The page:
Sunday, March 27, 2005

Happy Easter! (late)

Gorden McLean has posted a very funny Easter cartoon, which reminds me of one of the cruellest things I ever did to a child.

It was Easter, and I was visiting some friends who had a four-year-old boy. This child was in love with rabbits, and had been since his first stuffed toy, which was a rabbit. 'Rabby' had been restuffed and re-covered so many times it was several generations away from the original stuffed rabbit, but this did not concern him because he didn't know. He just thought that Rabby took mysterious little overnight trips occasionally, and came back clean and plump.

It is difficult to overstate how much this child loved rabbits. He was so obsessed that every bedtime story ever read to him had to include a rabbit. If you read a story to him that did not include a rabbit, he would be outraged and want to know where it was, and couldn't sleep for worrying about it. It was easier to include a rabbit from the beginning. His parents were forced to adapt stories, so that he grew up with Goldilocks and the Three Rabbits, Beauty and the Rabbit, Snow White and the Seven Rabbits, and so on.

My friends lived in the countryside (this was in NZ) and I was staying with them for a few days. On one of these days we drove into town. The little boy sat quietly in the child seat in the back, clutching Rabby and generally behaving like a model child (by which I mean that he was so quiet we forgot he was there). While we were in town I happened to spot some chocolate Easter bunnies. The little boy also loved chocolate. I thought I would reward him for his patience on the long car trip and get him a small present.

I thought I was being kind when I bought him a chocolate Easter bunny. (Are you starting to understand why I don't have children?)

On the way home, the wee lad started getting a little restless. It had been a long, hot day, and it was a long drive. His mother was busy with the driving, so I leaned over to the back seat and told him I really appreciated how quiet and well-behaved he was being. I said I appreciated it so much I wanted to give him a present.

I gave him the present.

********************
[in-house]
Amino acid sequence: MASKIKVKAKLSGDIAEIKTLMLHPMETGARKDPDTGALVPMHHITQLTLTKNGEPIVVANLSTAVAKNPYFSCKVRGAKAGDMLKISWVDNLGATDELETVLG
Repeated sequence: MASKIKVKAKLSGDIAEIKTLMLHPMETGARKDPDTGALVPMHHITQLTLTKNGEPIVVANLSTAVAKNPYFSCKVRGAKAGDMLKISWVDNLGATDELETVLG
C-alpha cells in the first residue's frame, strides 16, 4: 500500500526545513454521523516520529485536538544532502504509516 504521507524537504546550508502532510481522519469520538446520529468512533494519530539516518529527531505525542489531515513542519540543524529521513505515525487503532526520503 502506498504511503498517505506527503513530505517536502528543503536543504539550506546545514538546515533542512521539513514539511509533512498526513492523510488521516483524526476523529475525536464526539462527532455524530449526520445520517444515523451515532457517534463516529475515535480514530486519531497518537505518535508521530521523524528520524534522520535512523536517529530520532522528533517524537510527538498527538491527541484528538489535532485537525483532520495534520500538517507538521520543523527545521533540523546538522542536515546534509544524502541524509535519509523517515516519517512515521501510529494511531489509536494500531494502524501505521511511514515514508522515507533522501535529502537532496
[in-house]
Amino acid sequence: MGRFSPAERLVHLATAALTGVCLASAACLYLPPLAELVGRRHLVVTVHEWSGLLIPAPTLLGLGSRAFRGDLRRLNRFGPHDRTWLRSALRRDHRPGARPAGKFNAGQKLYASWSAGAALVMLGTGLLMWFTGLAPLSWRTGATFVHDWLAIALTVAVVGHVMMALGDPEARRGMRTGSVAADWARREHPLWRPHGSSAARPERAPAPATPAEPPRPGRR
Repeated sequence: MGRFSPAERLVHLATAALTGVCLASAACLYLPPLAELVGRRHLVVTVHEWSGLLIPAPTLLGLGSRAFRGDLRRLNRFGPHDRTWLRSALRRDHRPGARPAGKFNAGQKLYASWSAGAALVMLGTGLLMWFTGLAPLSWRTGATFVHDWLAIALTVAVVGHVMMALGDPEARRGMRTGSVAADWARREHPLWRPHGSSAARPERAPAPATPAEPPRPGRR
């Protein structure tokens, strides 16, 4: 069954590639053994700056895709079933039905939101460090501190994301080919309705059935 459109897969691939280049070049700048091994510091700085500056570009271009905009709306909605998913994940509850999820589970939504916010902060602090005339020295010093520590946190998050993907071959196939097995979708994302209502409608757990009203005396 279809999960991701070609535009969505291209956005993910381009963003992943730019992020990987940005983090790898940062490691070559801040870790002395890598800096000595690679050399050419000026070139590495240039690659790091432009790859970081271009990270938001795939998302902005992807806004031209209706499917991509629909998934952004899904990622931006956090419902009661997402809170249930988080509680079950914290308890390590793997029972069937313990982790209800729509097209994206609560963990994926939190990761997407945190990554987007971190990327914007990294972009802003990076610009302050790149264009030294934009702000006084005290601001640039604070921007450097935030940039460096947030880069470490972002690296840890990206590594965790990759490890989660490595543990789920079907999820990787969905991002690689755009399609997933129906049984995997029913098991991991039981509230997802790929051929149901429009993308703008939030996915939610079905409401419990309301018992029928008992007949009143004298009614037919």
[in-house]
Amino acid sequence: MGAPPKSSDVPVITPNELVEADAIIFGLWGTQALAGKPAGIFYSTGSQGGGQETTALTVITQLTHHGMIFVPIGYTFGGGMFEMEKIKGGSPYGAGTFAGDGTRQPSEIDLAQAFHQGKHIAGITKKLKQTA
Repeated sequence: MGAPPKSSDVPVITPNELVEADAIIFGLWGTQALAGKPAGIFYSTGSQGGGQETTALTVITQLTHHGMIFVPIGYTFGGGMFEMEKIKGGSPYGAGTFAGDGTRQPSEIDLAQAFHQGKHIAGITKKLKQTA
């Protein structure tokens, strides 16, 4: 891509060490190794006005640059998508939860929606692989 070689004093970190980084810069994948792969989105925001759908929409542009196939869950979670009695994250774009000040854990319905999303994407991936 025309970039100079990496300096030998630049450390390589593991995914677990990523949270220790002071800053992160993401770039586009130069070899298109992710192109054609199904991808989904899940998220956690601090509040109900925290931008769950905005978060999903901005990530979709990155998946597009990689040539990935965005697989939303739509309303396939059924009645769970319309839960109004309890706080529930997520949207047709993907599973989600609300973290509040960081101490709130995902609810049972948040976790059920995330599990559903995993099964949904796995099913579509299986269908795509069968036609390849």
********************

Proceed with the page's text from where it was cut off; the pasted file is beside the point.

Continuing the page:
He opened the little box, and his face lit up. His expression was all I could have hoped for. He was overwhelmed with happiness. A RABBIT! It was a RABBIT! And it was CHOCOLATE!

It shut him up wonderfully. He went back to being a model child, and my friend and I went back to gossiping.

About twenty minutes later, in a lull in the conversation, we heard a small, anxious voice from the back seat:

"Do you think he will mind if I just lick his tail? Just a little bit?"

I turned around and saw that the boy was clutching his slowly melting chocolate rabbit up in front of his face and gazing at it with a perplexed expression. He was distressed by the decision facing him. I had never seen a child in a moral dilemma before, and knowing that I had caused it made it worse.

He ate the rabbit, eventually, but only because it had started to melt, and only after we assured him it was an eatable rabbit. It was made to be eaten, we said. It LIKED being eaten, we added desperately. But I don't think he was entirely convinced, and I don't think he enjoyed it as much as he usually enjoyed chocolate.

I am not entirely stupid. I learned something from the chocolate rabbit incident, and my next present was a better one.

The next time I visited I gave him fluffy moose slippers. I told him that these slippers were not properly trained yet and might make him trip up sometimes. And they might whisper and giggle to each other, but only when they thought nobody was listening. Also, I explained helpfully, they liked to go exploring at night, and because this was a new home for them they might not be able to find their way home to under his bed, so he'd probably have to hunt them down in the mornings. But he wasn't to worry because they were indoor creatures and would never go outside. He would find them in the house somewhere.

Sure enough, every night (that I was there) the moose slippers went missing, and every morning he had to search the house to find them. I also noticed him several times sneaking up on them trying to overhear what they were saying.

That was a much more successful present.


Ms Mac said...


Good Friday was on Friday, that's the day Jesus was crucified. Easter Sunday is tomorrow and is celebrated as the day Jesus rose from the dead. So really, the religious season starts on Holy thursday (Last Supper) and goes all the way through to the climax on Easter Sunday. I'm afraid it's more about chocolate for me though!

karma said...

what a lovely story. you should have kids - you would make a wonderful parent :))

Badaunt said...

Ms. Mac: THIS weekend? I should amend the title of this blog entry... but I can't be bothered.

I don't know why I thought it was last weekend.

Karma: I am good with kids when I only have to deal with them for two days at a time. Three days, max. I like kids I can give back. (Also, this particular child was a placid and well-behaved one. One of my brothers has kids I can only deal with for two days, max. The third day I start snapping.)